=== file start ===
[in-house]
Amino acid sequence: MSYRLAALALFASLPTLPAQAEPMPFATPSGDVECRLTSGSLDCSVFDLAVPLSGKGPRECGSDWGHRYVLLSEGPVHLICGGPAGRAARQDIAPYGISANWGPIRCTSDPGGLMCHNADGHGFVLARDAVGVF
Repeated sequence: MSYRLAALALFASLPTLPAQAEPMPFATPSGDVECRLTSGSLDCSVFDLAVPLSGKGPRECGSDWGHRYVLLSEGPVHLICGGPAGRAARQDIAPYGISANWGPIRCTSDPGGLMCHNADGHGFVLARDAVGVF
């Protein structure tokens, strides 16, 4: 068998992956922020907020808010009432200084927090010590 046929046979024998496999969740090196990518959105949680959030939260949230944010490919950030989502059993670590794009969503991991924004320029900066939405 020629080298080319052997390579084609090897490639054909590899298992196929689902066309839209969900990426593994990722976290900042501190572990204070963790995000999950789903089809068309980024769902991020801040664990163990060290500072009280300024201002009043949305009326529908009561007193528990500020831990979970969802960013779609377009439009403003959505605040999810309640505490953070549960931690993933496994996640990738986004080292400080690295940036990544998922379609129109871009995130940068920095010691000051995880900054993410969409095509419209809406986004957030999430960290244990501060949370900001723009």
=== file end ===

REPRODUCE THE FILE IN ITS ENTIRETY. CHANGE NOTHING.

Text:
[in-house]
Amino acid sequence: MSYRLAALALFASLPTLPAQAEPMPFATPSGDVECRLTSGSLDCSVFDLAVPLSGKGPRECGSDWGHRYVLLSEGPVHLICGGPAGRAARQDIAPYGISANWGPIRCTSDPGGLMCHNADGHGFVLARDAVGVF
Repeated sequence: MSYRLAALALFASLPTLPAQAEPMPFATPSGDVECRLTSGSLDCSVFDLAVPLSGKGPRECGSDWGHRYVLLSEGPVHLICGGPAGRAARQDIAPYGISANWGPIRCTSDPGGLMCHNADGHGFVLARDAVGVF
């Protein structure tokens, strides 16, 4: 068998992956922020907020808010009432200084927090010590 046929046979024998496999969740090196990518959105949680959030939260949230944010490919950030989502059993670590794009969503991991924004320029900066939405 020629080298080319052997390579084609090897490639054909590899298992196929689902066309839209969900990426593994990722976290900042501190572990204070963790995000999950789903089809068309980024769902991020801040664990163990060290500072009280300024201002009043949305009326529908009561007193528990500020831990979970969802960013779609377009439009403003959505605040999810309640505490953070549960931690993933496994996640990738986004080292400080690295940036990544998922379609129109871009995130940068920095010691000051995880900054993410969409095509419209809406986004957030999430960290244990501060949370900001723009």